Paris riots erupt AGAIN with 150 arrests after violent protests against police

French firefighter

France's Interior Minister described "a night of unbearable violence against symbols of the republic."

Sam Montgomery

By Sam Montgomery

Published: 29/06/2023

- 08:24

Violence spreads throughout France in second night of riots after an officer killed a teenager at a traffic stop

Paris and other parts of France were once again plunged into chaos last night, as protesters voiced their outrage at the police shooting of a French-Algerian teenager who refused to halt at a traffic stop.

Police were out in full force, arresting over 150 rioters and firing tear gas in a bid to prevent protesters setting buildings and vehicles alight.

French President Emmanuel Macron has called a crisis meeting with ministers and earlier labelled the shooting of 17-year-old Nael as “inexplicable” and “unforgivable.”

In a video circulating online, two police officers can be seen at the window of a bright yellow Mercedes AMG, which officials say had been hired by the victim and was driving erratically.

Paris riots after police \u2018execute\u2019 teenager at traffic stop

Police shoot teenager Nael M at a traffic stop


In the video, later verified by AFP, one of the officers points a gun through the driver’s window and as the car starts moving a gunshot can be heard.

The victim, named locally as French-Algerian delivery driver, Nael M, died of bullet wounds to the chest after being shot in the Paris suburb of Nanterre.

There were two other passengers in the car at the time of the incident, of which one fled the scene and the other, also a minor, was arrested.

The officer has been detained on homicide charges.

riot police face flames

French police killed 13 people at traffic stops last year


According to the newspaper Le Monde, the police had initially professed that the teenager drove towards the officers with the intention of inflicting harm, though the viral video undermines this account.

Spurred by the initial shooting and exacerbated by the latter excuses, Parisians have taken to the streets in a show of anger and solidarity.

Cars and buildings have been torched, rubbish bins toppled and set alight, fireworks, firecrackers and rockets aimed at police forces, and bus shelters destroyed.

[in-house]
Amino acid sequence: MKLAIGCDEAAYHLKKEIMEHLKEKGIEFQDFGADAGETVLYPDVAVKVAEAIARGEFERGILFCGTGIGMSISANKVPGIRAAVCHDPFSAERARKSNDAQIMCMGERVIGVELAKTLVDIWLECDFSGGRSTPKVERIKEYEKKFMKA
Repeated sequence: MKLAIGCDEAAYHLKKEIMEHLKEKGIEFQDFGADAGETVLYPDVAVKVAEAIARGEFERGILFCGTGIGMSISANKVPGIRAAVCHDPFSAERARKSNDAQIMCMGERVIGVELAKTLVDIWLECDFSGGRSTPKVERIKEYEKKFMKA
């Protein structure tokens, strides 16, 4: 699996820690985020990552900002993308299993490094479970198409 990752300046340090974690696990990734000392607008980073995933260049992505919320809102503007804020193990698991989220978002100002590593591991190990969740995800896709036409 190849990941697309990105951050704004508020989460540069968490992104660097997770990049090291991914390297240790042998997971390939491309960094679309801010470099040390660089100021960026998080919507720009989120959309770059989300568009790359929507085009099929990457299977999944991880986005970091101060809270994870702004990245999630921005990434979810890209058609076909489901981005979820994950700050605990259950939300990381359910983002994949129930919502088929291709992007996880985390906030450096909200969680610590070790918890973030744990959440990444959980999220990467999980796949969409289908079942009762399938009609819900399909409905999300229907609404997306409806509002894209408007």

In the Mons-en-Barœul suburb of Lille, people broke into the town hall and started fires, while pockets of violence have also been reported around Toulouse, Lyon and Amiens.

In response, police used tear gas and broke up barricades erected by the demonstrators, arresting 24 individuals on Tuesday night and at least 150 more on Wednesday night.


Two weeks ago a 19-year-old driver was shot dead by police at a traffic stop in Angouleme


Speaking to reporters in Marseille on Tuesday, President Macron said: "I would like to express the feelings of the entire nation at what has happened and the death of young Nael, and to tell his family of our solidarity and the nation's affection.

"We have a teenager who has been killed. It's inexplicable, unforgivable.”

France's Interior Minister Gérald Darmanin, who appealed for calm on Tuesday but conceded the video shared on social media was "extremely shocking,” has spoken out on "a night of unbearable violence against symbols of the republic."

The latest shooting adds to an unwelcome trend for French police, for a record 13 people lost their lives to police shootings during traffic stops last year.

Yassine Bouzrou, the teenager’s family lawyer, believes the video "clearly showed a policeman killing a young man in cold blood,” and sees no credibility to self-defence claims.

\u200bPresident Macron photographed in Marseille on Tuesday

President Macron photographed in Marseille on Tuesday


Another lawyer representing the victim's family, Jennifer Cambla, described the death as an "execution".

Politicians have harnessed this case to further calls for an overhaul of the police force.

Sabrina Sebaihi, MP for Nanterre, said: “You don't need to be an expert to see that what happened was a flagrant disregard for human life. We have to act now.

“This means tackling the use of police in general in this country and especially the use of deadly force."

Meanwhile, left-wing leader Jean-Luc Mélenchon expressed his "heartfelt condolences" to the family of the teenager.

He added: "No officer has the right to kill unless in self-defence.

"This uncontrolled police force discredits the authority of the state. It needs to be completely overhauled.”

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